Black (Ivanov) to move
It is clear that Black is winning, especially since he has 1...Rc1, stopping the white pawn on c6, followed by ...Bd5 to attack it again. What no human player in extreme time trouble would play is the computer move 1...Bc4!?!? You try to work out, in a few seconds, if this move is sound or not. Lilov explains its intricacies in the video.
FM Valeri Lilov’s extensive analysis of Ivanov’s games have played central role in the international investigation of Ivanov’s alleged cheating scheme. Many sources have refered back to Lilov’s YouTube video annotation of the alleged cheater’s latest games in Kustendil and Veliko Tarnovo.
– To be continued –
About the author
Alex Karaivanov is the manager of FM Valeri Lilov and has managed his coaching career for the past six years. He is the CEO and co-founder of Tiger Lilov’s Chess School and the president of Shanghai Chess Club: Pudong Branch. He is also involved in producing Valeri Lilov's ChessBase DVDs.
Recent ChessBase articles on the Ivanov case
04.1.2013 - Cheating
suspicion at the Zadar Open in Croatia
In this event, with 16 GMs and a host of other strong players, one participant stood out especially: the 25-year-old untitled Bulgarian Borislav Ivanov scored 6.0/9 points, with a rating performance of 2697. In the January FIDE list Ivanov has gained 115 points over his previous 2277 rating, gained in over 400 games over three years. A certain suspicion once again raises its ugly head.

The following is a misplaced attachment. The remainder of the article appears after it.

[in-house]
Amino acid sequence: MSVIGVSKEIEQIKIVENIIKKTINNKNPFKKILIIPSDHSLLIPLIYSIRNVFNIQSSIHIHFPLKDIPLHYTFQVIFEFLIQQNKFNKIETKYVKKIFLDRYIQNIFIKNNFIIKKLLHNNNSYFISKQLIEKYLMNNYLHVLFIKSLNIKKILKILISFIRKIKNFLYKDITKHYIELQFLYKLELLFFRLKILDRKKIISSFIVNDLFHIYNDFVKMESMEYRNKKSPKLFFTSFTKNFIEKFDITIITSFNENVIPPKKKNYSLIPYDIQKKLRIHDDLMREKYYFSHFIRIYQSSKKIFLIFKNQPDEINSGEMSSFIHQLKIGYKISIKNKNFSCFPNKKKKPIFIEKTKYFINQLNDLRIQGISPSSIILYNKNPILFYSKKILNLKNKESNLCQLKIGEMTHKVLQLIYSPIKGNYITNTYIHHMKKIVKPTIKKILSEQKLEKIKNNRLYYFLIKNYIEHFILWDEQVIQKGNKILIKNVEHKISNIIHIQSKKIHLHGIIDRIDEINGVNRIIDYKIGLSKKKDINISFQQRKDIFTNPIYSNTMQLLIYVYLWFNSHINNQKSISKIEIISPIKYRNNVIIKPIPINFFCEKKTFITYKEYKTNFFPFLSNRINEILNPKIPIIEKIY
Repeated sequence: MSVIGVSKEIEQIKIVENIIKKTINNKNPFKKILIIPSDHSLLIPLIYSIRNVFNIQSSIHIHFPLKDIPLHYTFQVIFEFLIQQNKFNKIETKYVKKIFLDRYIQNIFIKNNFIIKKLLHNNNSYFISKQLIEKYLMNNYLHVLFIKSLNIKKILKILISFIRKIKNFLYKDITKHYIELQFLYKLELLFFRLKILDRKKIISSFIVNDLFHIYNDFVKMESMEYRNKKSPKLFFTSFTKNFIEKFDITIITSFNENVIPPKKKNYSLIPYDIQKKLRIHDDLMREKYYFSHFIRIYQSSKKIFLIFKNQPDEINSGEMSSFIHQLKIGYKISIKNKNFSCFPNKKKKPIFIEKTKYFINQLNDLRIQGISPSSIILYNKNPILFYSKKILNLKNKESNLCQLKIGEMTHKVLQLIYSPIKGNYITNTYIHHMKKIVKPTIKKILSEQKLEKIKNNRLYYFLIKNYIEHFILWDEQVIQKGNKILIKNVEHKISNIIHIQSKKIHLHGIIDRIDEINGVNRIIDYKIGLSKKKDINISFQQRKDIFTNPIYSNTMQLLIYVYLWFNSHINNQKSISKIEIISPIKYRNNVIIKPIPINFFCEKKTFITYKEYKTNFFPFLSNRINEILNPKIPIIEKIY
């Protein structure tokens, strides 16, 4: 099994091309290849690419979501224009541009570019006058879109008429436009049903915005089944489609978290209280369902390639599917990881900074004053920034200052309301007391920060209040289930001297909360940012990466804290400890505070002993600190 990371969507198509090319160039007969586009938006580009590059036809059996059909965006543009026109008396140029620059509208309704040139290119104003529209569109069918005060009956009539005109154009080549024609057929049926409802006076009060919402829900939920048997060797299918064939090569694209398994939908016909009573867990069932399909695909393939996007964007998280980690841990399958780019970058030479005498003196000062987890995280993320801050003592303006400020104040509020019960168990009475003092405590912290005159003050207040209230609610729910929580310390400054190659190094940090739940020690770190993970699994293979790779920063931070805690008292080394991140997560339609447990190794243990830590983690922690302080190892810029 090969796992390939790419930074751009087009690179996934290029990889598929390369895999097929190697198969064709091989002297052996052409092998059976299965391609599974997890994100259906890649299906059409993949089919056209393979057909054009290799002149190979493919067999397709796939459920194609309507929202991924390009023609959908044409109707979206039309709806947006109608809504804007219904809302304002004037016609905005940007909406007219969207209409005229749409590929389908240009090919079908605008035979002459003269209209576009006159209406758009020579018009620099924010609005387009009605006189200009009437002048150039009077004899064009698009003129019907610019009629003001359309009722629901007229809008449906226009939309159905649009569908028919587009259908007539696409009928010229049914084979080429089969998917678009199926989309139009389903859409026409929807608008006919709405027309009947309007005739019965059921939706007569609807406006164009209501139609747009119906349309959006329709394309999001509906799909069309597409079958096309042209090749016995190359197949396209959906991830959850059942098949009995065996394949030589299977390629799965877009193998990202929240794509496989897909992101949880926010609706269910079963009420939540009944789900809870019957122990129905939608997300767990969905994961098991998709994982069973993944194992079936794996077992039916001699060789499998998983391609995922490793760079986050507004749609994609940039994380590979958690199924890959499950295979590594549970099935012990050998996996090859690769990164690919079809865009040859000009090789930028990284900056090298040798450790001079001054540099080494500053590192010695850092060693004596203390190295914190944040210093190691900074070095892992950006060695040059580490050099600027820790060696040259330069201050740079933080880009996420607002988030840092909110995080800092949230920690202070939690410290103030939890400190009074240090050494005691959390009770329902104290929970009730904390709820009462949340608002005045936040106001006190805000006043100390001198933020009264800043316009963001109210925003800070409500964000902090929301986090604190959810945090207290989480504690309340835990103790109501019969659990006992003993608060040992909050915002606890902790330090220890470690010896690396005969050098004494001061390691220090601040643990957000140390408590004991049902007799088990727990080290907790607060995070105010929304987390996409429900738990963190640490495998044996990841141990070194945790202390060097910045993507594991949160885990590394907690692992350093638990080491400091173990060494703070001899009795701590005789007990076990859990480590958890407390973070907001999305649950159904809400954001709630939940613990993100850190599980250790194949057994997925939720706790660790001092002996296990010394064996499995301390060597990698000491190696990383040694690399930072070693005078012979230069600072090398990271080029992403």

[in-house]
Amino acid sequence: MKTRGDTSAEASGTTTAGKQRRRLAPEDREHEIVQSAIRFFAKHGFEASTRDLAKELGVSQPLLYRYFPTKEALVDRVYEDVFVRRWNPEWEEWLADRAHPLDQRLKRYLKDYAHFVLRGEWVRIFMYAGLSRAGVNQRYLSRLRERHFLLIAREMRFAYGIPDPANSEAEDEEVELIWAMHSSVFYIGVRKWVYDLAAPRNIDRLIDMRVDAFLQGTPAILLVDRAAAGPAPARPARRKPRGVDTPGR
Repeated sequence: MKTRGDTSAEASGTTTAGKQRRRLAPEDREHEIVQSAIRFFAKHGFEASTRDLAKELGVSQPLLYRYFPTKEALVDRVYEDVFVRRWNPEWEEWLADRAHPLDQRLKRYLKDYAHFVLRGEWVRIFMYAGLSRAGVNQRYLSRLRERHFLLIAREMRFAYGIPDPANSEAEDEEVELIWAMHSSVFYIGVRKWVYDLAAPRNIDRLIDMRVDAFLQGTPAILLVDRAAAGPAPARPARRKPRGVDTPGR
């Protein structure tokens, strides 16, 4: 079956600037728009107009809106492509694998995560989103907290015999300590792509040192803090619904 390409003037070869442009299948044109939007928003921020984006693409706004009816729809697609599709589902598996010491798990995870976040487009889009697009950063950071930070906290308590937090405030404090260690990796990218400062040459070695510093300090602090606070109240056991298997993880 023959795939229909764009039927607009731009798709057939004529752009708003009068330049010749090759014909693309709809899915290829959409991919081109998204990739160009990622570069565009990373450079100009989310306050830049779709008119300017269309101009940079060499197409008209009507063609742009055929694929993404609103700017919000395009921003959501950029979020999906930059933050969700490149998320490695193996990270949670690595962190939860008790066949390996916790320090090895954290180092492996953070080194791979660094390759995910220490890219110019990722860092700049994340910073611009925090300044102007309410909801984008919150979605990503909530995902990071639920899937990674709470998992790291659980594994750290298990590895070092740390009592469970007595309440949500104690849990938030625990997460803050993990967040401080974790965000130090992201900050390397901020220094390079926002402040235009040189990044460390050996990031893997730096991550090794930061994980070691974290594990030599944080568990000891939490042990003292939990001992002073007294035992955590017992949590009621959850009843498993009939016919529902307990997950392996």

08.1.2013 - Cheating
scandal in Croatia – feedback and analysis
Recently we reported that the incredibly brilliant play by a 25-year-old untitled Bulgarian player at the Zadar Open in Croatia had raised suspicion that he might have been using illicit electronic assistance during his games. A number of readers criticised us – for linking to the mainstream Croatian media reports?! One of them, an expert in the field, actually analysed all the games in question.
17.1.2013 - Cheating
scandal – Borislav Ivanov speaks out
Recently a 25-year-old untitled Bulgarian player scored 6.0/9 points in a strong GM tournament, with a 2697 performance. His opponents complained, he was searched, and no electronic equipment was found. Still, the case put chess on the front pages of the mainstream media, and led to intense discussions on the Internet. Now Ivanov has given the Russian news portal WhyChess an exclusive interview.
23.3.2013 - A
Game of Chicken: Ivanov rides again
In the last weeks of 2012 he wowed the chess world with a 2700 performance. Two months later the new Bulgarian star FM Borislav Ivanov finished 88th in the Plovdiv, this time with a performance of 1970. Then came another enviable achievement, a clear win at the Villava rapid (again with a 2700 performance). What is going on? Alex Karaivanov speculates, with new video analysis by Valeri Lilov.